Our collection of German newspapers intersects with a robust collection of German caricature serials:
An die Laterne.Berlin, 1919: "Distributed in editions of twenty-eight million throughout the country, An die Laterne was successful in using the radical look of expressionist graphics to attract an audience initially sympathetic to Communist ideas and turn it to the more moderate political message of the SPD government.” From Sherwin Simmons, Art Journal, Spring, 1993.
Arbeiter-illustrierte Zeitung. Berlin, 1924-1936: An illustrated magazine with strong ties to the Communist party of Germany.
Die Brennessel. München, 1931-1938.
Eulenspiegel. Berlin, 1928-1931.
Die Freie Welt. Berlin, 1919: “Caricature was one of Die freie Welt's most important weapons, and drawings that commented on contemporary political issues appeared both as full-page covers and as smaller images on the inside pages. Daumier's drawings were frequently reproduced, and Karl Holtz contributed his bitter attacks on the government and the Freikorps to almost every issue. The magazine also prided itself on publishing Grosz's caricatures despite the government's censorship of his work. Equally unusual for the Left was the magazine's use of photographs, the first socialist response to the bourgeois illustrated press.” From Sherwin Simmons, Art Journal, Spring, 1993.
Kriegszeit. Künstlerflugblätter. Berlin 1914-1916: A weekly German cartoon publication featuring attacks on England and Russia. Usually portrays England as a large seal balancing the world on the end of her nose, and Russia as a clumsy bear. Also some morale cartoons appealing to Germanic nationalism and sentimentality. Profusely illustrated throughout with lithographic images by leading German artists of the day showing scenes from the war front and everyday life in German society.
Kladderadatsch. Berlin, 1848-1944: The "Kladderatsch" is Berlin slang for "falling and breaking into fragments." The magazine, founded by bookseller Albert Hoffmann and acclaimed writer David Kalish, it focused on political satire, through articles [especially Ernst Dohm and Rudolf Lowenstein] and caricatures [especially Willhelm Scholz]. Especially of importance is the first year of its publishing, since it refers to the events of the 1848- revolution in Germany, where the first German parliament, the "Frankfurter Nationalversammlung" was founded at Paulskirche, Frankfurt. The political line of the periodical was moderate nationalistic [it supported Bismarck]. During the Weimar Republic, it drifted more to the right and eventually supported the Nazis openly. Full run available online at: http://www.ub.uni-heidelberg.de/Englisch/helios/digi/kladderadatsch.html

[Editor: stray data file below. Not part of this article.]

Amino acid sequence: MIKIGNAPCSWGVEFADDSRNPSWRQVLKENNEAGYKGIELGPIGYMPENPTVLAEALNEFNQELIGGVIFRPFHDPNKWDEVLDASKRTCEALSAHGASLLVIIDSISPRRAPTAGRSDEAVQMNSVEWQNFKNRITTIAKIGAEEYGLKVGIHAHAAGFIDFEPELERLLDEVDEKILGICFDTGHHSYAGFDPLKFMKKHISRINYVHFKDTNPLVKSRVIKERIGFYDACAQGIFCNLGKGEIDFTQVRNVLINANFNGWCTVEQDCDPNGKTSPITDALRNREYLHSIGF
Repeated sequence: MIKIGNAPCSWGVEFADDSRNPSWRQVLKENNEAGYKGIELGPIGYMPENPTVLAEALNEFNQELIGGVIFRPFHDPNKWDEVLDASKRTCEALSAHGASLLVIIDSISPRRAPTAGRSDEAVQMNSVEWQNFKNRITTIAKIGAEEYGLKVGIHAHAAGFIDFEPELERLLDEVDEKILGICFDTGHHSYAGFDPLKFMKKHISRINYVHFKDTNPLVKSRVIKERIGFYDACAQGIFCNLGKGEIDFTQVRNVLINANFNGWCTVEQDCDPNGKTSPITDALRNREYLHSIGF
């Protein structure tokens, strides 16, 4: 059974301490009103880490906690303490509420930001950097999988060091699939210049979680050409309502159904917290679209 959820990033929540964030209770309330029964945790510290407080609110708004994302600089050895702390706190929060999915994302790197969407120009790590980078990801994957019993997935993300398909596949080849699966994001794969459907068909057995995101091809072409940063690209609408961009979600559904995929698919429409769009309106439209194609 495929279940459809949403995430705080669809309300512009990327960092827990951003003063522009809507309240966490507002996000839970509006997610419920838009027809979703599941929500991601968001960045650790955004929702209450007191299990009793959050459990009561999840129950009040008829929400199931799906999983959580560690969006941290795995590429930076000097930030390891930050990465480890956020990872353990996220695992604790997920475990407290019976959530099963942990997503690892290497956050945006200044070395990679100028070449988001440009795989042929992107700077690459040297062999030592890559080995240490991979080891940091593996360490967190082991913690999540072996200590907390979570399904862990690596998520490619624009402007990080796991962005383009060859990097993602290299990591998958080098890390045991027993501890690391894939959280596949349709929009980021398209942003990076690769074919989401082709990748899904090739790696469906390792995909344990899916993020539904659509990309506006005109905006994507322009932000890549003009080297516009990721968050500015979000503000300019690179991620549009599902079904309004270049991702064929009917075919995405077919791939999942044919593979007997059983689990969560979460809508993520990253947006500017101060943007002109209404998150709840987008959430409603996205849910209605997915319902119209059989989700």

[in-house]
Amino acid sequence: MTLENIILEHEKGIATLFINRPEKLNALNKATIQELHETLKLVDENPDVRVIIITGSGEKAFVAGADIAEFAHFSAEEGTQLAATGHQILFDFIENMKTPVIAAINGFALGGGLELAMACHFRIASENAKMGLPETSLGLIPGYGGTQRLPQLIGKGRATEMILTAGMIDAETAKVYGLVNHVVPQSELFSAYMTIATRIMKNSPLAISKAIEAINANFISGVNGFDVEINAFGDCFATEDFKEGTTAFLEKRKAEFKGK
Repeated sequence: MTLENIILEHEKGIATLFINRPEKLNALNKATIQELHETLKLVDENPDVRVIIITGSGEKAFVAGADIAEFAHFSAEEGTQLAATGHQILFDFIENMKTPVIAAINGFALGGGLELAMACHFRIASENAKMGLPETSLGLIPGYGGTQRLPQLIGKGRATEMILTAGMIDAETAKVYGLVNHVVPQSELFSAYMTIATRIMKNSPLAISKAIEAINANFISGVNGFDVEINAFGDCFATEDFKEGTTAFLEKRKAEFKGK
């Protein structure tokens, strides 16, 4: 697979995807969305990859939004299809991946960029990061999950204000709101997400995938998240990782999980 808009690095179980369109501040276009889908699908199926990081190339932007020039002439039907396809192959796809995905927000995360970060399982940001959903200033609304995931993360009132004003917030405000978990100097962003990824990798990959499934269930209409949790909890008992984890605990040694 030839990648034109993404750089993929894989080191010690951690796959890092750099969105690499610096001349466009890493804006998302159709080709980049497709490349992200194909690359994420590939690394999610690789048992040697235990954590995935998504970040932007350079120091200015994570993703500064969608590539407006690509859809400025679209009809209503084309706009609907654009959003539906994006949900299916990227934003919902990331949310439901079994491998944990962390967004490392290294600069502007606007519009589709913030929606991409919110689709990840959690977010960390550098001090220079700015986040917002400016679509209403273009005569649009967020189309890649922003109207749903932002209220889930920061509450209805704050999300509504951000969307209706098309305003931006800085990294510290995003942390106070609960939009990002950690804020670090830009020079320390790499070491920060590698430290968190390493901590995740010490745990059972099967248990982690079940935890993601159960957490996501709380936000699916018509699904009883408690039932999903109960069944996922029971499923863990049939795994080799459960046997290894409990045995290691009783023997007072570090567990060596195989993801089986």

Der Kleine Reactionar, Berlin. 1862-1864.
Die Pleite. Berlin ; Leipzig, 1919-1924: Edited by George Grosz. “Grosz's well-known drawing, Prost Noske!--das Proletariat ist entwaffnet! |Here's to Noske!--The proletariat is disarmed!, which appeared on the cover of Die Pleite in early April 1919, was one of several means by which Berlin Dadaists attacked the violence perpetrated by the Freikorps against civilians. The drawing shows an officer, whose helmet bears the insignia of the Reinhard Regiment, proposing a toast to their victory over the proletariat.” From Sherwin Simmons, Art Journal, Spring, 1993.
Simplicissimus. München, 1896-1944: Weekly satirical magazine started by Albert Langen in 1896 with daring political content and modern graphics including color covers by Thomas Theodor Heine. Its targets included military figures, German social and class distinctions, world figures etc. and the publisher eventually went into exile, the illustrator Heine served 6 months in prison and several writers were imprisoned and/or fined. Available online at: http://simplicissimus.info/
Ulk. Berlin, 1871-1933.